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What Is a Baker?

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  • Written By: Gregory Hanson
  • Edited By: John Allen
  • Last Modified Date: 02 November 2016
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A baker is a culinary professional who produces bread and bread products. In traditional kitchens, a dividing line exists between bakers, who produce bread and some related bread products such as rolls, and pastry chefs, who are responsible for cakes, tarts, and other pastries. This clean separation still exists in some upscale or very traditional restaurants, but many bakers produce both bread and pastry products.

The baking of bread was very important in ancient and medieval times. Leavened bread is a staple on many western diets and has been for many centuries. The process of making and baking bread is a complicated one, however, requiring both professional skill and some degree of infrastructure. The baking of bread, unlike many other cooking tasks, requires precise measurements and careful timing. In modern kitchens, recipes and measurement can substitute for skill and knowledge, but this was not the case in the ancient or medieval worlds.

In ancient times, a baker typically produced bread for an entire village or neighborhood. In many cases, the provision of bread was a critical function of government. Rome maintained civil order through the use of cheap Egyptian grain that the city’s bakers turned into food for the masses. Access to subsidized bread was a key privilege in the Byzantine Empire. The failure of the state to control bread prices was even a major cause of the French Revolution.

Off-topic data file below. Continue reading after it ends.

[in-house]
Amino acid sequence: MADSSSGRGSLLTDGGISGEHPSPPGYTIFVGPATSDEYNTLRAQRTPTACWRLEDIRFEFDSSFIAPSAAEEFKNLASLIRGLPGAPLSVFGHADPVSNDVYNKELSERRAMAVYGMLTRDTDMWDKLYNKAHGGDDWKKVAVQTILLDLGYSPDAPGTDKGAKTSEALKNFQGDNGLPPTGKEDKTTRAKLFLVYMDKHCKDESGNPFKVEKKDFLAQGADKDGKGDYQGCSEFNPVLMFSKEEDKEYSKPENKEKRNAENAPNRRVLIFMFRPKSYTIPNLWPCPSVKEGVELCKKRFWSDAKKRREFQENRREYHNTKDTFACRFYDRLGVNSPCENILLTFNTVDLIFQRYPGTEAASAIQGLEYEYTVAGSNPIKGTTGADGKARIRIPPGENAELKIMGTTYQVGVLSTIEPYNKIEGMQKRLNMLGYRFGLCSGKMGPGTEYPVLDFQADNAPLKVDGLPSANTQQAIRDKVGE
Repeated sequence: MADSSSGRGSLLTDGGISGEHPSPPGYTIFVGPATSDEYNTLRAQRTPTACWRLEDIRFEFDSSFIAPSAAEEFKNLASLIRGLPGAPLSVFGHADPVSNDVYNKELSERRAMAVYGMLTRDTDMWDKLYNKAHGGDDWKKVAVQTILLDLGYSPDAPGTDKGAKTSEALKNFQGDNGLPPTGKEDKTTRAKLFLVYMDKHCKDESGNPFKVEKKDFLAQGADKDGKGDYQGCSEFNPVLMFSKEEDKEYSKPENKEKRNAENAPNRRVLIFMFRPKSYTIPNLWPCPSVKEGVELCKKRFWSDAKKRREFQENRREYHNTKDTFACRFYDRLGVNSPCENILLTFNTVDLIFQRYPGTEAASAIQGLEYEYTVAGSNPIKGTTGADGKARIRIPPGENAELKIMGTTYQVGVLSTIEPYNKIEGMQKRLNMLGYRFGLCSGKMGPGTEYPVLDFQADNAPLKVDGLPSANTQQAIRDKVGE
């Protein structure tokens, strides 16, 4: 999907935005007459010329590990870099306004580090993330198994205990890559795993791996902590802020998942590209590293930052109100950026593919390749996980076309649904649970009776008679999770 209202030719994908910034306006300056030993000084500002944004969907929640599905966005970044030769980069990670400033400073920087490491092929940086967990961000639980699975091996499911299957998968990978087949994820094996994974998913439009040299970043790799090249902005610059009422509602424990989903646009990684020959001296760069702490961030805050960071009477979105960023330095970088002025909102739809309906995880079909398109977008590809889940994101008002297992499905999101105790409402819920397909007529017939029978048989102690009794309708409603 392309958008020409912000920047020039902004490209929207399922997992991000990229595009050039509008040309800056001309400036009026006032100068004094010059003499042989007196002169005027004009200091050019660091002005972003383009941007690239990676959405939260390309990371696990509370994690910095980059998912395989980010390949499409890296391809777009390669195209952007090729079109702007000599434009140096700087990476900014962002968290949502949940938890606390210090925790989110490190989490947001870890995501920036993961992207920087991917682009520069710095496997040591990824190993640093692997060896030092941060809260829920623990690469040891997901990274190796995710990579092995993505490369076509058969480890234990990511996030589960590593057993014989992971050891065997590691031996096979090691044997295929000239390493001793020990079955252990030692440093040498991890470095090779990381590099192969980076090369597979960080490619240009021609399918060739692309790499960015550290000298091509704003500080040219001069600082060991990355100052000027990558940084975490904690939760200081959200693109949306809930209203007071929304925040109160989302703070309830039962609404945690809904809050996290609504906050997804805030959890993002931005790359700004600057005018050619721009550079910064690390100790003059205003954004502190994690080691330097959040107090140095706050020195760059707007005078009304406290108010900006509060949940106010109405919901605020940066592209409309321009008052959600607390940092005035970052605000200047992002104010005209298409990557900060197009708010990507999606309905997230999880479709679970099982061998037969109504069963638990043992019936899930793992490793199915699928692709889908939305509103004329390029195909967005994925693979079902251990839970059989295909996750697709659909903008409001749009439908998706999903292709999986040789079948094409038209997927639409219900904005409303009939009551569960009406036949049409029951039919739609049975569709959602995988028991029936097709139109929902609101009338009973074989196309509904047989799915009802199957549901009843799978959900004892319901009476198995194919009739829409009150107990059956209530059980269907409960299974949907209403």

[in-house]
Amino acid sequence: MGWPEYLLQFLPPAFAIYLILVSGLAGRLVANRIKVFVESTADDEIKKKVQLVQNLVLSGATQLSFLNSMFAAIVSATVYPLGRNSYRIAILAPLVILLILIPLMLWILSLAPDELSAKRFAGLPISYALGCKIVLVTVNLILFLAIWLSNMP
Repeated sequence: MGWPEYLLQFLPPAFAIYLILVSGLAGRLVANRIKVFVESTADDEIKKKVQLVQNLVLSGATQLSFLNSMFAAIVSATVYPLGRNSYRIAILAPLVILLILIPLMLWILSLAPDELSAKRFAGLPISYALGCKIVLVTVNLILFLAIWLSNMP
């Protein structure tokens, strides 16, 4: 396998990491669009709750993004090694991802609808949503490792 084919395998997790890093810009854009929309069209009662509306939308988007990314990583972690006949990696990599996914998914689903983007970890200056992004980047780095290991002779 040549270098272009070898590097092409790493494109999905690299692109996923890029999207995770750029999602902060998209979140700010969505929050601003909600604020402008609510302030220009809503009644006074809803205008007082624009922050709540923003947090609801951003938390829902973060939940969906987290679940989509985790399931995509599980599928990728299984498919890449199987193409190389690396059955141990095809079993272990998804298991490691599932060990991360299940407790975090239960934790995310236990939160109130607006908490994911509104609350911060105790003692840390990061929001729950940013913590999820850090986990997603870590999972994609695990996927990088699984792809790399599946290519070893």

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Most modern bakers do not work for governments, however, but for large factories, restaurants, or artisanal bakeries. Much of the bread consumed in the Western world is produced on an industrial scale. A baker must still oversee this process, but bakers working in such factories must have many of the skills of an industrial engineer as well as those of a traditional baker.

Restaurants employ a great many bakers, as warm bread — particularly fresh, hand-made bread — remains very popular among diners. A baker working for a smaller restaurant may also produce all of the other baked goods used by that restaurant, including pies, cookies, and cakes. Very small restaurants may simply have their cooks prepare bread throughout the day as their schedules permit.

Artisanal bakeries have always been popular in Europe and have gained popularity in the United States. The work of a baker at such an establishment typically focuses on the creation of high-quality bread, often in special varieties. This type of baker will produce breads that have been hand-kneaded, carefully flavored with a sourdough starter, or prepared with less common grains or recipes. Artisanal bakeries will also produce more typical sorts of bread, but of high quality.

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